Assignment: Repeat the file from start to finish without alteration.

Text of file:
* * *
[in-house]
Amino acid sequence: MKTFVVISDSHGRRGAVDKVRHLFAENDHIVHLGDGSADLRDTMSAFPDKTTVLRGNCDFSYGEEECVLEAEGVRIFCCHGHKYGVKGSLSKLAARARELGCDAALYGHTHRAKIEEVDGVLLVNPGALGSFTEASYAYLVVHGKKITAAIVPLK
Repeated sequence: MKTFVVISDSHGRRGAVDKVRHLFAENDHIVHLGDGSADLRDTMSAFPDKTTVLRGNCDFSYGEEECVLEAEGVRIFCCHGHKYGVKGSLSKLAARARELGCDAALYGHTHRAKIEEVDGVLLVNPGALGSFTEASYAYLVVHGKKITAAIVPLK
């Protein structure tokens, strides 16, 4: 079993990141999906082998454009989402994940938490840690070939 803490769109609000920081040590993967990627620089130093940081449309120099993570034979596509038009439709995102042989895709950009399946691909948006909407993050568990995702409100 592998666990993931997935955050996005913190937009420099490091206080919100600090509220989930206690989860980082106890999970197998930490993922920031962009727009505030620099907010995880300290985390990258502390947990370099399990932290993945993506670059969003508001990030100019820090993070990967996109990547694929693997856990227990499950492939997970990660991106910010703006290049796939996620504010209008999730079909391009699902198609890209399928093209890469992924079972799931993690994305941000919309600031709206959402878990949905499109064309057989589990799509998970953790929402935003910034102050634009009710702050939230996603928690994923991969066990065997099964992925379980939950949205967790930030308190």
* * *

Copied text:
[in-house]
Amino acid sequence: MKTFVVISDSHGRRGAVDKVRHLFAENDHIVHLGDGSADLRDTMSAFPDKTTVLRGNCDFSYGEEECVLEAEGVRIFCCHGHKYGVKGSLSKLAARARELGCDAALYGHTHRAKIEEVDGVLLVNPGALGSFTEASYAYLVVHGKKITAAIVPLK
Repeated sequence: MKTFVVISDSHGRRGAVDKVRHLFAENDHIVHLGDGSADLRDTMSAFPDKTTVLRGNCDFSYGEEECVLEAEGVRIFCCHGHKYGVKGSLSKLAARARELGCDAALYGHTHRAKIEEVDGVLLVNPGALGSFTEASYAYLVVHGKKITAAIVPLK
């Protein structure tokens, strides 16, 4: 079993990141999906082998454009989402994940938490840690070939 803490769109609000920081040590993967990627620089130093940081449309120099993570034979596509038009439709995102042989895709950009399946691909948006909407993050568990995702409100 592998666990993931997935955050996005913190937009420099490091206080919100600090509220989930206690989860980082106890999970197998930490993922920031962009727009505030620099907010995880300290985390990258502390947990370099399990932290993945993506670059969003508001990030100019820090993070990967996109990547694929693997856990227990499950492939997970990660991106910010703006290049796939996620504010209008999730079909391009699902198609890209399928093209890469992924079972799931993690994305941000919309600031709206959402878990949905499109064309057989589990799509998970953790929402935003910034102050634009009710702050939230996603928690994923991969066990065997099964992925379980939950949205967790930030308190």